During that Assembly, I breathed deeply to fight back tears and numb the thought that my aunt may have been on the train as it pulled into the World Trade Center station. I prayed for her safety, and, in English class after, my best friend and I held hands while jets frightfully roared overhead.
My family was fine that day... physically. Unlike the many families who suffered the loss of beloved family members and friends, I did not have to deeply bear the heartache of such a tragic event. I know, however, that September 11th, 2001 traumatized me. My depression certainly worsened that year, fueled by the truth of the saying "Tomorrow is promised to no one."
When I was in the third grade, my maternal great-grandmother passed away, and I remember feeling deeply saddened that Mita was no longer with me; but 9/11 hurt me in ways I could not recognize until I was in college. Throughout my lifetime, I had felt the pressure of inevitable death, but after the attack on the WTC, I became even more fearful of facing the day when someone I loved would pass the realm of living into the unknown. I lived every day in fear. Fearful that my time with my family was limited, and I wasn't making the most of it. Unfortunately, this fear pushed me in the opposite direction from what one would think it would push me. Instead of drawing closer to my family, I grew distant from them. Besides relying upon the excuse of getting caught up in the annals of my daily life, I subconsciously thought I could deal better with my fear of death and its consequences by isolating myself from my loved ones.
It was not until a decade after 9/11, though, that I faced the seemingly unconquerable pain of losing another family member and the realization that my self-induced isolation would leave me with many regrets about the way I conducted my life. On March 10th, 2011, my beloved maternal grandfather, Primitivo Mendez, died. I suddenly understood why he had been so angry with God when his own mother, Mita, transcended. Death may be a fact of life and it may be explained biologically; but it is emotionally incomprehensible.
However, I was less angry with God than I was with myself.
Firstly, I felt that my grandfather's death was my fault. During a memorial service for my college friend, Aliyah, the year before, my friend mentioned how, with the birth of her son, she knew there would be three deaths in her family; and there were-- the passings of Aliyah, her grandmother and her dog. This conversation stuck with me, giving me the illusion that the birth of my son had somehow caused my grandfather's death. Although my therapist has mostly convinced me that such thinking is ludicrous, part of me still wonders if he'd be alive if I had never gotten pregnant.
Secondly, I felt extremely guilty for isolating myself from my family while I was in college. I missed out on so much valuable time with my Abuelo. Of course, I had my excuses: I was too busy with school to make the trip downtown; I was too depressed to do anything other than nurse my wounded soul; I was too young to know any better; I was too scared of having to communicate in Spanish. Ultimately, though, there is no excuse for not making the most out of the time that we have with our family.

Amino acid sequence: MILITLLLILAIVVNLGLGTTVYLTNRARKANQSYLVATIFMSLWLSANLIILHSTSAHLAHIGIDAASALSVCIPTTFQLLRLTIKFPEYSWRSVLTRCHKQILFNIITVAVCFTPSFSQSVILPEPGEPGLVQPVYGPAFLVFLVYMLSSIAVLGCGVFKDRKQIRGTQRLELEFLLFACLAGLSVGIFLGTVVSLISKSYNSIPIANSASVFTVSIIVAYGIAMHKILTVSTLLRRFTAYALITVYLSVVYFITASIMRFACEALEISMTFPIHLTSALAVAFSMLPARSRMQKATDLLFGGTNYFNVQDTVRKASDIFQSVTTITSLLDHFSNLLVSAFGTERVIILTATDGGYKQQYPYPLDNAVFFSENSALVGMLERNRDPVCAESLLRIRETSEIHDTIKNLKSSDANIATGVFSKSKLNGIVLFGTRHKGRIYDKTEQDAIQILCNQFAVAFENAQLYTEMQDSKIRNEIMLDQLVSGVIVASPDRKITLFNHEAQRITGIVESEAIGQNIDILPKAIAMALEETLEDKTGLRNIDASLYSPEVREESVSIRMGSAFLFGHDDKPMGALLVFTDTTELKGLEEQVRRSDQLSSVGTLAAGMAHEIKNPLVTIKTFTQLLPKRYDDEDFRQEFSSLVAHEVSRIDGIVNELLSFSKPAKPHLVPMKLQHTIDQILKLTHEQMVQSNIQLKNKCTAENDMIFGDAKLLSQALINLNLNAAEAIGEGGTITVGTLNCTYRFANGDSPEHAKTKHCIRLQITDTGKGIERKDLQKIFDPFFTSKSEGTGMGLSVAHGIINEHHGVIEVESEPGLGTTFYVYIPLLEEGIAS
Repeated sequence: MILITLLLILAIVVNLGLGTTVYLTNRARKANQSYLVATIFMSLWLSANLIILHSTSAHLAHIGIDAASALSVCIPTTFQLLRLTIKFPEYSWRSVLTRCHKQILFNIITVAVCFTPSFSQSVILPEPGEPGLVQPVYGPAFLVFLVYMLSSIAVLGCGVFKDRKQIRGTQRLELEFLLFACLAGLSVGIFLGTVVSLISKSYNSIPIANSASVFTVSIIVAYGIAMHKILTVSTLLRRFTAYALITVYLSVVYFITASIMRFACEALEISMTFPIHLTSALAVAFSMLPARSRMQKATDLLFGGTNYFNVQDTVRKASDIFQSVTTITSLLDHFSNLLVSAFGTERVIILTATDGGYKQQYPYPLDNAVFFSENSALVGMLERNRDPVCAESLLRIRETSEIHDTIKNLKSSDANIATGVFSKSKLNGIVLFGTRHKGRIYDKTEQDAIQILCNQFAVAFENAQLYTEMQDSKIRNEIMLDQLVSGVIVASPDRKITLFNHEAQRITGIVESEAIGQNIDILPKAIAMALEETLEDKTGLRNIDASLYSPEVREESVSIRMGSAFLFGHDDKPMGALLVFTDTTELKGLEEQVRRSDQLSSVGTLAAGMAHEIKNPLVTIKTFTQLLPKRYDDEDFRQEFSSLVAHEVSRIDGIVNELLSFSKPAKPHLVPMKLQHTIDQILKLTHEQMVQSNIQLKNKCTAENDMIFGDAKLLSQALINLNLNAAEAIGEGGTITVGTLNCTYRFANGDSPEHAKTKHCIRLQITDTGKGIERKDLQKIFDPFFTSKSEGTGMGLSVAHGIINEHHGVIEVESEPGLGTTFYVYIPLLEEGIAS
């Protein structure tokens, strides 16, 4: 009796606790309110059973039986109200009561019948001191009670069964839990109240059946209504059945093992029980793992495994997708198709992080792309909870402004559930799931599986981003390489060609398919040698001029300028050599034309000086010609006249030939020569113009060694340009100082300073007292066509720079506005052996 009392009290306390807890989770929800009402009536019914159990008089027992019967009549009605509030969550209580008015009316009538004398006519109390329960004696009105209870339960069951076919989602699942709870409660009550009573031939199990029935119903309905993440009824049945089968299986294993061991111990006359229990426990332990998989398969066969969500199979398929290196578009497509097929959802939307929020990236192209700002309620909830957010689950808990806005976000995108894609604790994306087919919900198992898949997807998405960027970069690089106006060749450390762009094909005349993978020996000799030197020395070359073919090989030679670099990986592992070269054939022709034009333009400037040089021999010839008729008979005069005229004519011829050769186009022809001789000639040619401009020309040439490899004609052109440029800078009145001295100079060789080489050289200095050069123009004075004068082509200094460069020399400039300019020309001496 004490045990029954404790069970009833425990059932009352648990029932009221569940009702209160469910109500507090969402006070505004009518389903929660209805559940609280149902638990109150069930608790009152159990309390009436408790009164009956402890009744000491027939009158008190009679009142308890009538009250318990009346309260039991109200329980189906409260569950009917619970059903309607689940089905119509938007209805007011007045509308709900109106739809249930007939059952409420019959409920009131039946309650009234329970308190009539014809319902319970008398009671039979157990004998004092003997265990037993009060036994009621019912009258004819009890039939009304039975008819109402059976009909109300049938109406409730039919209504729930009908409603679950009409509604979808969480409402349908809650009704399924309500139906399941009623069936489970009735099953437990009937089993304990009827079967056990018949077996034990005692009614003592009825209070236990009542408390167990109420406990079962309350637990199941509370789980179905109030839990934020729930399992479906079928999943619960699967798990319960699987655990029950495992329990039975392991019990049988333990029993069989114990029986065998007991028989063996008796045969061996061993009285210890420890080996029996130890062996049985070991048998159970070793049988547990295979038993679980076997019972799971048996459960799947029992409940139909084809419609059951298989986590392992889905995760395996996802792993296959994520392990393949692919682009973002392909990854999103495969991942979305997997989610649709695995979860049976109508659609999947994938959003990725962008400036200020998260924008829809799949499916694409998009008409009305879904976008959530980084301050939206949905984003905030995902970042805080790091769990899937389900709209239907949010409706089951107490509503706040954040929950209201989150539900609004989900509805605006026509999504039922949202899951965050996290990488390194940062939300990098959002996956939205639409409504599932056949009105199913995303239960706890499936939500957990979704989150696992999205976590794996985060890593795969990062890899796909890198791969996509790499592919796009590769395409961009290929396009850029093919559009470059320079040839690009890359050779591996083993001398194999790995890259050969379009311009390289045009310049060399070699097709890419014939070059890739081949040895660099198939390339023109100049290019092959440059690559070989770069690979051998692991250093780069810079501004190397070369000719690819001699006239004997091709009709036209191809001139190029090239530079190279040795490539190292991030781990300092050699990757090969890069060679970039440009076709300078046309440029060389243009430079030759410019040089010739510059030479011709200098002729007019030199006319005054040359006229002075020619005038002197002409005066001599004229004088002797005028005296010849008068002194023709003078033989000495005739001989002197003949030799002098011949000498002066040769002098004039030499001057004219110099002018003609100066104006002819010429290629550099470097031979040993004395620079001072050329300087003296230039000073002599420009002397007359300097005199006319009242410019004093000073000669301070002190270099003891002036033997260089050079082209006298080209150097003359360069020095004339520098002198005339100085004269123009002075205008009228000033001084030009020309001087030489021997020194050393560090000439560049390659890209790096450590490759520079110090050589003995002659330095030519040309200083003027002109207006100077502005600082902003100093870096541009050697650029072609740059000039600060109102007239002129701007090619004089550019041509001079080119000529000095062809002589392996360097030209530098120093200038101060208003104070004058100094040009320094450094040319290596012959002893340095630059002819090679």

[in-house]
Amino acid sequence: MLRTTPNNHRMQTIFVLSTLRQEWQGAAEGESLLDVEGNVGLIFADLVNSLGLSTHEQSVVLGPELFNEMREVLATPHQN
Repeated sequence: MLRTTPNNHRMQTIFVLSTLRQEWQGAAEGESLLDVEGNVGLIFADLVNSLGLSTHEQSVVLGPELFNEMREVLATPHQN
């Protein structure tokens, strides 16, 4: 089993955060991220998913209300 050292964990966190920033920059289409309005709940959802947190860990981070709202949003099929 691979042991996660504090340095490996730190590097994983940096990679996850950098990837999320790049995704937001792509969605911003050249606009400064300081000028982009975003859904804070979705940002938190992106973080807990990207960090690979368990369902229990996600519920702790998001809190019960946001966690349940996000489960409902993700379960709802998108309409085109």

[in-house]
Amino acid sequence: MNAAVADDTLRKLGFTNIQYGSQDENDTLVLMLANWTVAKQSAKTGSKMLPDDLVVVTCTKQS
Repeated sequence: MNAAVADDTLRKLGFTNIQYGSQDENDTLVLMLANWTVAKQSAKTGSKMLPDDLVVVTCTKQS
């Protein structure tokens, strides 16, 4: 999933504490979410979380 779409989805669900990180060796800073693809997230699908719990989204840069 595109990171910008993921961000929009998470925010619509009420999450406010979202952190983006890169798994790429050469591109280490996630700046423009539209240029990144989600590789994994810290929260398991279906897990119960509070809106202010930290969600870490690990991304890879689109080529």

My grandfather was a funny man, full of stories and compassion. He called my mother China Fea because he insisted he and my grandmother found her in a garbage can in Chinatown. My mother believed him because they often found good games in Chinatown's trash. He had a mind for business, working several jobs even while owning a record store in the Lower East Side and ultimately buying a taxi medallion. He cared deeply for his family, even if he would only gruffly acknowledge an "I love you" with a swift nod of his head and slight smile.
I live now in my grandfather's apartment. His records still take up all the shelf space in the closet, and his canes are there too in a corner. His picture sits above the dirty dishes in the sink, and his record table holds his forlorn mail. Every day, I am reminded that I only have my own apartment because he is gone. Every day, I wish that I still lived in my parents' house and that he still lived.
My boyfriend said earlier today that the first year after his father passed away was the hardest, that years pass by quickly, but even five years later it feels like just yesterday that your loved one has gone away. He said that one good thing comes out of such an event though: that you learn to appreciate the family you do have. I think he is right; but I still worry that I am not doing enough to show my family I appreciate them, that I am still not making the most of my time with them. I don't know that my parents and my sister and my grandmother know that I mean it when I say I can't imagine my life without them, that I don't want to. No matter how much we may get on each other's nerves, no matter how long I may delay visiting them, I love them and don't ever want to be without them. I don't know if they realize that I still live every day in fear of losing them... because the next moment is unknown to us, and I am often scared of what the future holds.
Having a child really is a game-changer. Suddenly, it makes sense that my parents and grandparents became so angry when I did not call on time or come home at the appointed hour. Just as much as I hate the thought of losing them, they loathe the idea of losing me. I believe that someday my son will experience feelings similar to mine. Equis will one day understand the vitality of showing his loved ones just how much he cares. I just hope he doesn't have to feel as badly when he visits my grave as I do when I visit that of my grandfather's.
In the end, it is important to remind ourselves that every moment is precious, that even though society often dictates that we should spend most of our time working to make money and completing other endless errands, our family is precious. Family should always come first.